Council considers repealing reciprocity provision

Published 10:21 am Wednesday, December 23, 2009

Many Ironton residents working outside the city may soon be paying a little more in their income taxes.

The Ironton City Council is considering an ordinance that would repeal income tax credit for tax paid to other governments.

If passed, the ordinance would mean all residents would pay 1 percent of their income to the city, regardless of employment outside the city limits.

Email newsletter signup

The council heard the first reading of the ordinance at its regular meeting Monday night.

The ordinance will need to be read at two meetings in January before it is voted on, unless council opts to try to pass it as an emergency measure.

Under the current structure, those Ironton residents who work in other municipalities with an income tax are only required to pay half the city’s 1-percent income tax. In 2004, the council passed this 50 percent reciprocity provision.

Before that, the city had a long-standing 100 percent reciprocity agreement that meant that those residents who worked in other municipalities that had a tax equal or higher to 1 percent did not have to pay Ironton’s tax at all because they were paying elsewhere.

The meeting started with opposition as former Ironton mayor and former councilman Jim Tordiff addressed council about the ordinance. He said the measure is almost unheard of in other cities.

It is very uncommon, Tordiff said, to make a person pay the full tax both in the city they live in and where they work.

“I’m not trying to be argumentative,” he said. “I know that there’s two sides to this issue. I’m just thinking, ‘do we really want to do something that’s peculiar to the others?’”

Instead of no reciprocity, Tordiff suggested that the council consider a police fee, because the police department is the biggest department of the city.

The city could also consider raising the $8 per month city municipal fee, Tordiff said.

City Finance Department Director Kristen Martin said the ordinance would generate approximately $500,000 if it passes.

Council chairman Kevin Waldo argued that those people who currently pay only a half percent still need full city services such as the fire department and police.

“If their house was burning, we’ve got to send the whole fire (department),” Waldo said.

Waldo and councilman Frank Murphy sponsored the ordinance.

Mayor Rich Blankenship said the city will have to work with whatever budget the council passes.

“What I have to do is live by the budget that is passed by the city council, and that’s my intentions,” Blankenship explained after the meeting. “They came up with this, it’s not Rich Blankenship saying ‘Hey, why don’t we do this.’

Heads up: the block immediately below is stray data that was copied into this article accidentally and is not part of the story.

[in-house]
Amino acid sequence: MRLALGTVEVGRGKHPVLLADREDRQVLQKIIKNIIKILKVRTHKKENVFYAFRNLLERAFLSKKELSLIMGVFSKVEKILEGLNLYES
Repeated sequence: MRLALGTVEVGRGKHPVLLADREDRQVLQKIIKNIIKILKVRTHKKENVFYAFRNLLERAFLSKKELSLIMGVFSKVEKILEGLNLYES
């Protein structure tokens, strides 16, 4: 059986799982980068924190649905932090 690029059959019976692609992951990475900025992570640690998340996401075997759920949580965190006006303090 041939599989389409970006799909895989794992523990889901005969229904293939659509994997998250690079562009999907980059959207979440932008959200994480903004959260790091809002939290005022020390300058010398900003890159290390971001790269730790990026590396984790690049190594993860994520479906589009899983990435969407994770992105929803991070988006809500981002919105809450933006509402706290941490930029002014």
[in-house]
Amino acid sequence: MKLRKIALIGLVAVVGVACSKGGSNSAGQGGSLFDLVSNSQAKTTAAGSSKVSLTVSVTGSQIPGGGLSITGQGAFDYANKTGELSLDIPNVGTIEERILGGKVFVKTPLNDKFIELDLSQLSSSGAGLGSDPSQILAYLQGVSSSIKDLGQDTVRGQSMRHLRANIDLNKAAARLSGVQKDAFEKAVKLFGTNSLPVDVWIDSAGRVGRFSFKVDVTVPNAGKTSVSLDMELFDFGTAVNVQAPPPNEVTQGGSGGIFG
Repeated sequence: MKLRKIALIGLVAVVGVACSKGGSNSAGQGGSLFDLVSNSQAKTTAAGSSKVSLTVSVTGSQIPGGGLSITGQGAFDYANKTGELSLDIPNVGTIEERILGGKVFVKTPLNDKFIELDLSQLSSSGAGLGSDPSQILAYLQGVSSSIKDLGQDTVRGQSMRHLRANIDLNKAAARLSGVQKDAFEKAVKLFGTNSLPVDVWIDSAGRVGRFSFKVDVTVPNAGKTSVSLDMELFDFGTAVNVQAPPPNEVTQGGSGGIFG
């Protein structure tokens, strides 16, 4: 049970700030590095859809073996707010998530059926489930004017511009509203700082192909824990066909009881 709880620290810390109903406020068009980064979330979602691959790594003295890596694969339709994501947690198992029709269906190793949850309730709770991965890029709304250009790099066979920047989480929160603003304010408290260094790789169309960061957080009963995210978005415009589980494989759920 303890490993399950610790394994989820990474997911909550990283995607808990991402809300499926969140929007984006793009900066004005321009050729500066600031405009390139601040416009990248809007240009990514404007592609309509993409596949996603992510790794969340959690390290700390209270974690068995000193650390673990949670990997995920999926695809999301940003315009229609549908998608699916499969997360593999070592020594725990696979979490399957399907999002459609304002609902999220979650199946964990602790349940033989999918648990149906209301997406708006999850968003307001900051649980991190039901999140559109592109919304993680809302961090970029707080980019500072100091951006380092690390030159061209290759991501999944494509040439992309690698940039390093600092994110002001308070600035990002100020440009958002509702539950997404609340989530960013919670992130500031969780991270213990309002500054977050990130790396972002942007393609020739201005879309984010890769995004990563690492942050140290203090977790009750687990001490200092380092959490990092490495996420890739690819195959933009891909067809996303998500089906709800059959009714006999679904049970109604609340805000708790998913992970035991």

“My job as the mayor is to live by the budget that is given to me by the city council members, and that’s what I do.”

Blankenship suggested that the budget committee may be able to come up with other solutions to the budget problems.

“This gives us an opportunity to continue to work on the budget, as the finance committee will, and members of council,” he said, adding that the city budget committee has had four meetings since the start of October.

“We’re trying to do our best to continue services for the city,” Blankenship said. “I think our future looks bright. I’m confident in our future but we still need to provide the basic services to every resident.”

City departments cannot afford any cuts to personnel, Blankenship said,

“They’re working on a skeleton crew on all levels, fire, police and streets,” he said, adding that when he took over as mayor two years ago, he intentionally did not fill three positions.

The lack of personnel prevents the city from completing several projects that it would otherwise do, Blankenship said.

In other business, the Ironton City Council also:

Heard the first reading of an ordinance reestablishing the city’s municipal fee at $8.00 per month per residential household

Passed an ordinance allowing the city to adopt a temporary operating budget for the fiscal year ending December 31, 2010. The budget will get the city through the first few months of 2010, so that it then can determine the budget for the remainder of the year.

Passed an ordinance authorizing the mayor to execute a quit claim deed for Memorial Hall to the Ironton Port Authority. If the Port Authority approves the deed, it plans to then deed the property to the American Legion, provided the Legion has the funds to pay for repairs of the property.

Heard the second reading of an ordinance that would allow Blankenship to purchase new dumpsters for the city.